Eco Design tools are the same as Lean tools: for instance Oobeya (visual planning and control of projects) by which it is possible to manage projects more effectively and QFD (Quality Function Deployment) which permits to transform customers’ needs into product functions and characteristics coherent with those needs.

What is important is to use the same tools but taking into account since the very beginning environmental problems and needs.

3. Lean & Green Production

A Zero Emissions Factory is a factory which uses raw materials, indirect materials and energy without any wastes and minimizes its emissions (wastes, noise, vibrations, smoke, or any other solid, liquid or gaseous substances). Lean methods like 5 S, SMED, TPM, KANBAN, SUPERMARKETS are perfectly applicable because they reduce wastes, reworks and in general the use of resources.

To the usual lean approach it is necessary to add a specific analysis – we call it “environmental check up”- to measure and reduce consumption of energy, amount of scraps and waste, emissions into air, water and soil.

For each of these aspects the method to be used is always the same as in lean projects: current state map, definition of future state map and its objectives , launching project teams, measuring results through key performance indicators.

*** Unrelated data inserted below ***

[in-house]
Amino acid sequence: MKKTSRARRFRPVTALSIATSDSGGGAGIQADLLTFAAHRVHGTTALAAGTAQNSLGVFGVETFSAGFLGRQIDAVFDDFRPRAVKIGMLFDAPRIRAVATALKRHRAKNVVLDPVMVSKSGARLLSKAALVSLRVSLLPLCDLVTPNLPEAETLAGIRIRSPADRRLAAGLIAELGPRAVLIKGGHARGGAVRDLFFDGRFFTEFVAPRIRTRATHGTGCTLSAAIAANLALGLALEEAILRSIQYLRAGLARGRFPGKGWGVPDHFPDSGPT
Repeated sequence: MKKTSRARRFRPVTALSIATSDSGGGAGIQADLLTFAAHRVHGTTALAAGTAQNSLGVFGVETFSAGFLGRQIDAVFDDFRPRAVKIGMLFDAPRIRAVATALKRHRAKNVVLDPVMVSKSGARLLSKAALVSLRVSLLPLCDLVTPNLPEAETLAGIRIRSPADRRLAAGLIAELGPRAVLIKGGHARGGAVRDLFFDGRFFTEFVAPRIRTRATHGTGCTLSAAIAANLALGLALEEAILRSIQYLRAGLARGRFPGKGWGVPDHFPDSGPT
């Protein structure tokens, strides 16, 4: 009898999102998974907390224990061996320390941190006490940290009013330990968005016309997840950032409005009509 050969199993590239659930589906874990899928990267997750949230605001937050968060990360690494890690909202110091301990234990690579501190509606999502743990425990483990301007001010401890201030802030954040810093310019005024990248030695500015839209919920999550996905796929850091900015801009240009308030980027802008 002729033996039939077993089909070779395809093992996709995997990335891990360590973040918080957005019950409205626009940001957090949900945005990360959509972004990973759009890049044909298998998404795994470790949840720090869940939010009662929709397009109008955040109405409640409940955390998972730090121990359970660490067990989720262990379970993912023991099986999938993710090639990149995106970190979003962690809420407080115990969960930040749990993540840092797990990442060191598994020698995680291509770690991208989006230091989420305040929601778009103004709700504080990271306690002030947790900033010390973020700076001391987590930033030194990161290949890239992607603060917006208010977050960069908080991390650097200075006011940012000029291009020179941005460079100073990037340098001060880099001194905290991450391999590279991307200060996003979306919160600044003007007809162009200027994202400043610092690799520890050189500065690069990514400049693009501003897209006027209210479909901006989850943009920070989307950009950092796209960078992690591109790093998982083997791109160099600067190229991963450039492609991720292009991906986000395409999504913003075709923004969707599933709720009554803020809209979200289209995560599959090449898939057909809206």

4. Lean & Green Supply Chain

Speaking of the environmental impact of the whole life cycle of a product we must not overlook another important aspect: inbound and outbound logistics, which often have a very negative impact in terms of consumption of resources and polluting emissions.

According to our experience a lean transportation management can have beneficial effects on the consumption of fuel, on pollution and waste.

We can and should design supply chains which are both lean and environmentally friendly.

We can think in terms of alternative routes, intermodal transports, use of eco- compatible vehicles etc.

We can think of a network of suppliers located as close to the factory as possible, and committed to reduce their environmental impact (what we could define a zero Km supply chain).

We can choose eco-friendly or reusable packaging products thus avoiding an often enormous problem of waste disposition.

5. Lean & Green Office

A Sustainable Office is an office that does not produce paper, that consumes as little energy, gas, water as possible and does not produce waste.